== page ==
Brian Gallant is visiting Calgary this week in his first official visit since being elected premier about a month ago.
The $12-billion Energy East project topped the agenda in Gallant's meeting with his Alberta counterpart, Jim Prentice on Monday. On Tuesday, he's to meet with top executives at TransCanada (TSX:TRP), the company planning to build the pipeline.
"The first priority when we came down here was to reaffirm our position. We can fully understand a few provinces away if there's a change in government, people will wonder what positions have stayed the same and if there have been some positions that have changed," said Gallant, whose Liberal government replaced that of Progressive Conservative David Alward.
"We continue to support the Energy East pipeline. We want to ensure that it happens. We want to do whatever we can as a province to make sure that it makes its way to New Brunswick and to Saint John."
Another goal of Gallant's visit is to drum up business for some companies in his province by finding ways to participate in the project. Representatives from 16 companies joined Gallant on his Alberta visit.
Alward and former Alberta premier Alison Redford made similar trips to one another's provinces in support of Energy East when they were in office.
At a news conference alongside Gallant, Prentice called Energy East an "extraordinary opportunity" for both provinces. He said Alberta's crude needs an outlet to global markets, whether that's through Energy East or other pipeline proposals to the West or U.S. Gulf Coasts. New Brunswick is home to the country's largest oil refinery and the site of a proposed export terminal.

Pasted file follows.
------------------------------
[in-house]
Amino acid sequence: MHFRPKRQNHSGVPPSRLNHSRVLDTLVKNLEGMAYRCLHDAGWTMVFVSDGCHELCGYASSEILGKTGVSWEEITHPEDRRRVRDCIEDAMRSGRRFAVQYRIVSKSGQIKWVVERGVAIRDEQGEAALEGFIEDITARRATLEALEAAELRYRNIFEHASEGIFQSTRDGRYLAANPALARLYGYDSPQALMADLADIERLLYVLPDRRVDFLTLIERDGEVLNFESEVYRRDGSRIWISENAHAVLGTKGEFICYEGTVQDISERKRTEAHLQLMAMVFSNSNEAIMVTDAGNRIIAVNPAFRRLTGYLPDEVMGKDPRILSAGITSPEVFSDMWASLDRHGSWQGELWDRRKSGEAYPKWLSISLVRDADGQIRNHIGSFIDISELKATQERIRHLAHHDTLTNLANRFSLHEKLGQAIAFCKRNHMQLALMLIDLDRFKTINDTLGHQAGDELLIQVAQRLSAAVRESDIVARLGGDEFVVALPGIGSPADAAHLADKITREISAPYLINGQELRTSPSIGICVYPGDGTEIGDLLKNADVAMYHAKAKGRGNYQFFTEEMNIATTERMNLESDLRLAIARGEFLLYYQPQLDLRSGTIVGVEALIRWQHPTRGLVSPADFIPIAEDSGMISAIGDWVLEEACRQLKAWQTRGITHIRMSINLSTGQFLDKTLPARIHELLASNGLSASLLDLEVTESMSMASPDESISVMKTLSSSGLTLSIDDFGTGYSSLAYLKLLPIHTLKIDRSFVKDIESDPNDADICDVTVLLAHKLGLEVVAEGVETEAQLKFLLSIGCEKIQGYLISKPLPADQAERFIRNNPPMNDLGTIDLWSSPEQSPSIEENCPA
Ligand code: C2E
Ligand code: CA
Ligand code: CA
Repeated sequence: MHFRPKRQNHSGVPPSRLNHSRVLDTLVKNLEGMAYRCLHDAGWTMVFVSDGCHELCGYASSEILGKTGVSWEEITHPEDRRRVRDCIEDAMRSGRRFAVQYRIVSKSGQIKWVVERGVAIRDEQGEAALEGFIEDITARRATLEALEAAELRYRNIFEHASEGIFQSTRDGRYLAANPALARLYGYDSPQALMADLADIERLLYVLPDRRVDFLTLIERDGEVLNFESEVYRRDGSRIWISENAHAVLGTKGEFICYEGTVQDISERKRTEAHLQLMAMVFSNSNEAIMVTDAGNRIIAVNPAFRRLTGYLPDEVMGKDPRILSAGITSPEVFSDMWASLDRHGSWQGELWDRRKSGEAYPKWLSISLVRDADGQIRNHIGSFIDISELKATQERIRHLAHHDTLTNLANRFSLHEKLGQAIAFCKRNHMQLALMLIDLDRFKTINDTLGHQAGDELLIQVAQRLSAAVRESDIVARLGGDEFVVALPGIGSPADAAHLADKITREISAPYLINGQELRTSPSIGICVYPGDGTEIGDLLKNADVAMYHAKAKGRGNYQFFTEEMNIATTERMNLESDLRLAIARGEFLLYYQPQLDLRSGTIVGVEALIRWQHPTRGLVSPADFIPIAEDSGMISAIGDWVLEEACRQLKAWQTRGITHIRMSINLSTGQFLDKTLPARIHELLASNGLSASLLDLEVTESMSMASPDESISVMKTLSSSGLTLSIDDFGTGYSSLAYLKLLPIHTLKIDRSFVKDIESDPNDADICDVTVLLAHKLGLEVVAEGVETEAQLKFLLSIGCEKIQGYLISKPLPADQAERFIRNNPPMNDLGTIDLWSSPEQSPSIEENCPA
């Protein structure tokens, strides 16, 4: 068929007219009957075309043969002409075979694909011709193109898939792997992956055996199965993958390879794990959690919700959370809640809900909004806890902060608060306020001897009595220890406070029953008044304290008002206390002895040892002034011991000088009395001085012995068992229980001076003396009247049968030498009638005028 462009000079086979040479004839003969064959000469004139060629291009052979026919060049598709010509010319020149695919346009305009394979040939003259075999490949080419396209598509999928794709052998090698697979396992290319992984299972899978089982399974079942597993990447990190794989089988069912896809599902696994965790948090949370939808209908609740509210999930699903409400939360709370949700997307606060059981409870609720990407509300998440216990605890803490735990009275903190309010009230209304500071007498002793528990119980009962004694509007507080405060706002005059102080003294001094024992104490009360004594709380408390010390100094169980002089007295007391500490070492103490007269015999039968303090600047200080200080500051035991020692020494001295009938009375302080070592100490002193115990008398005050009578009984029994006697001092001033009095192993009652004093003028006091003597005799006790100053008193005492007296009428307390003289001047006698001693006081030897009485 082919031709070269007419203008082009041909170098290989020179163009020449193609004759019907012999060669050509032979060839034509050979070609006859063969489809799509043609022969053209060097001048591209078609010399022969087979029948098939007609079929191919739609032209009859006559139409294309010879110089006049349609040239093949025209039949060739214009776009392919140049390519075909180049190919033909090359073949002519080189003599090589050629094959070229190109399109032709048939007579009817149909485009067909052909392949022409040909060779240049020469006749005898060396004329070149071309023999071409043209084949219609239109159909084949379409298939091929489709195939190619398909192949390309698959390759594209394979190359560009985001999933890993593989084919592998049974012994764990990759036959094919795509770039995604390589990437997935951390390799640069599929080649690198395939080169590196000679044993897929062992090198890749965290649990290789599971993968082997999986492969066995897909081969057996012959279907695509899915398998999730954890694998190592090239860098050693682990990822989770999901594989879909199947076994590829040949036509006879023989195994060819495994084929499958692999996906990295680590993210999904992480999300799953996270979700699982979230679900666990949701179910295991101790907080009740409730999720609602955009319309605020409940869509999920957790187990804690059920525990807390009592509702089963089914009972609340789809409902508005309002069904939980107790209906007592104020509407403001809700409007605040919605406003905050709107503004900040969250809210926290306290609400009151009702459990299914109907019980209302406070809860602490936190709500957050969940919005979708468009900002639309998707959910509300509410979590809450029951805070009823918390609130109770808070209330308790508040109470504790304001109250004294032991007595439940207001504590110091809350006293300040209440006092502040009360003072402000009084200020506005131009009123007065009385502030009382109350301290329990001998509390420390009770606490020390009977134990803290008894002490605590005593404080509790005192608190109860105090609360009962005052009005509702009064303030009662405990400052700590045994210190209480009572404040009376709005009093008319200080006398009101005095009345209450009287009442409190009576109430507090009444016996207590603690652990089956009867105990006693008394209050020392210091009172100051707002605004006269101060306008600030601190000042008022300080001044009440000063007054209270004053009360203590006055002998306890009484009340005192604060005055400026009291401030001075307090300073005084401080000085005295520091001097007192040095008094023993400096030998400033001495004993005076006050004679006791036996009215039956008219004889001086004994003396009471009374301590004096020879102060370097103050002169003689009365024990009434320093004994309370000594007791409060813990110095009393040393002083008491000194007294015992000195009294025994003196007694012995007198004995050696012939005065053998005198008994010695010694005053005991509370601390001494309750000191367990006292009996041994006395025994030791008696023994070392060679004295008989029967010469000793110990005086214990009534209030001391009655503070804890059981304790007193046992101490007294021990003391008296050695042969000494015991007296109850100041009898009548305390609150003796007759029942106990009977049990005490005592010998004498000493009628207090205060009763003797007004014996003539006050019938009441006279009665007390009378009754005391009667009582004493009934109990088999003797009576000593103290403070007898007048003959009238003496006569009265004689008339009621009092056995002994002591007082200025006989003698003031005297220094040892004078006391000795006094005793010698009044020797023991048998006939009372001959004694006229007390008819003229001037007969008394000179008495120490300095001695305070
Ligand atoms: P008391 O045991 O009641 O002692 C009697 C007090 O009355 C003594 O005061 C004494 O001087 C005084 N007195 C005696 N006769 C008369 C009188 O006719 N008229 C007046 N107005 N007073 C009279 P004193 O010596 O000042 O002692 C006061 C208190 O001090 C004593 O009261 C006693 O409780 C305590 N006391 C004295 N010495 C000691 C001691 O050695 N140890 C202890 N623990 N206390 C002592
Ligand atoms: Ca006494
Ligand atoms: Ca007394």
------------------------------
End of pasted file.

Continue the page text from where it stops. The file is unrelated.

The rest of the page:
"I very much admire and appreciate the premier's support for the Energy East project, which, of course, is something that's very critical to our province and the prosperity of our province," said Prentice.
Energy East would be one of the biggest infrastructure projects in Canadian history, spanning six provinces and 4,600 kilometres if it goes through.
It would carry up to 1.1 million barrels of Alberta crude per day as far east as Irving Oil's massive refinery in Saint John. Much of that oil would be exported by tanker from planned terminals in Quebec and New Brunswick, enabling sales in markets such as Europe and India.
Energy East would ship oil through underused natural gas pipe that's already in the ground for about two thirds of the distance, with new pipe being built through Quebec and New Brunswick.
Some communities along the pipeline's route have expressed concern over how a spill could affect waterways and wildlife. Others have been more receptive, touting the economic benefits the project would bring.
The project has also encountered resistance from gas distributors in Central Canada, who worry their supplies of gas will be affected once the pipes are switched to carry oil.
Calgary-based TransCanada Corp. (TSX:TRP) is expected to file its regulatory application to the National Energy Board any day now.
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